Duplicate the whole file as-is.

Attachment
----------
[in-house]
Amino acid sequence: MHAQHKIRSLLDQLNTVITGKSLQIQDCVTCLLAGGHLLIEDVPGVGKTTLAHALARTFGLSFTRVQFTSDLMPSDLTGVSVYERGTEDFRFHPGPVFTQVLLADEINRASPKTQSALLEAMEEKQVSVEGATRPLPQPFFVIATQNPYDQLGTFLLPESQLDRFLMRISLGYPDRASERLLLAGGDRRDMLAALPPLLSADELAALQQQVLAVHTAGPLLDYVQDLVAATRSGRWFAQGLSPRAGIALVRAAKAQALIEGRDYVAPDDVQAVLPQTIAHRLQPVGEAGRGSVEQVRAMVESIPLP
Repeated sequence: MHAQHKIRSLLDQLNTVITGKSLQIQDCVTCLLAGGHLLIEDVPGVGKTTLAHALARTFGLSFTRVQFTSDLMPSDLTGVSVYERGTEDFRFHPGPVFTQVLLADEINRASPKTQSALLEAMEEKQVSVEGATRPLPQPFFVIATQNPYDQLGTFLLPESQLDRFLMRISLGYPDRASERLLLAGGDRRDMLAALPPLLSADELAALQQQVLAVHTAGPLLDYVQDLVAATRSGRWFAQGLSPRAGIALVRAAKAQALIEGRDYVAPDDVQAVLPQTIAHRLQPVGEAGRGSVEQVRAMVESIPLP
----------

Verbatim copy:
[in-house]
Amino acid sequence: MHAQHKIRSLLDQLNTVITGKSLQIQDCVTCLLAGGHLLIEDVPGVGKTTLAHALARTFGLSFTRVQFTSDLMPSDLTGVSVYERGTEDFRFHPGPVFTQVLLADEINRASPKTQSALLEAMEEKQVSVEGATRPLPQPFFVIATQNPYDQLGTFLLPESQLDRFLMRISLGYPDRASERLLLAGGDRRDMLAALPPLLSADELAALQQQVLAVHTAGPLLDYVQDLVAATRSGRWFAQGLSPRAGIALVRAAKAQALIEGRDYVAPDDVQAVLPQTIAHRLQPVGEAGRGSVEQVRAMVESIPLP
Repeated sequence: MHAQHKIRSLLDQLNTVITGKSLQIQDCVTCLLAGGHLLIEDVPGVGKTTLAHALARTFGLSFTRVQFTSDLMPSDLTGVSVYERGTEDFRFHPGPVFTQVLLADEINRASPKTQSALLEAMEEKQVSVEGATRPLPQPFFVIATQNPYDQLGTFLLPESQLDRFLMRISLGYPDRASERLLLAGGDRRDMLAALPPLLSADELAALQQQVLAVHTAGPLLDYVQDLVAATRSGRWFAQGLSPRAGIALVRAAKAQALIEGRDYVAPDDVQAVLPQTIAHRLQPVGEAGRGSVEQVRAMVESIPLP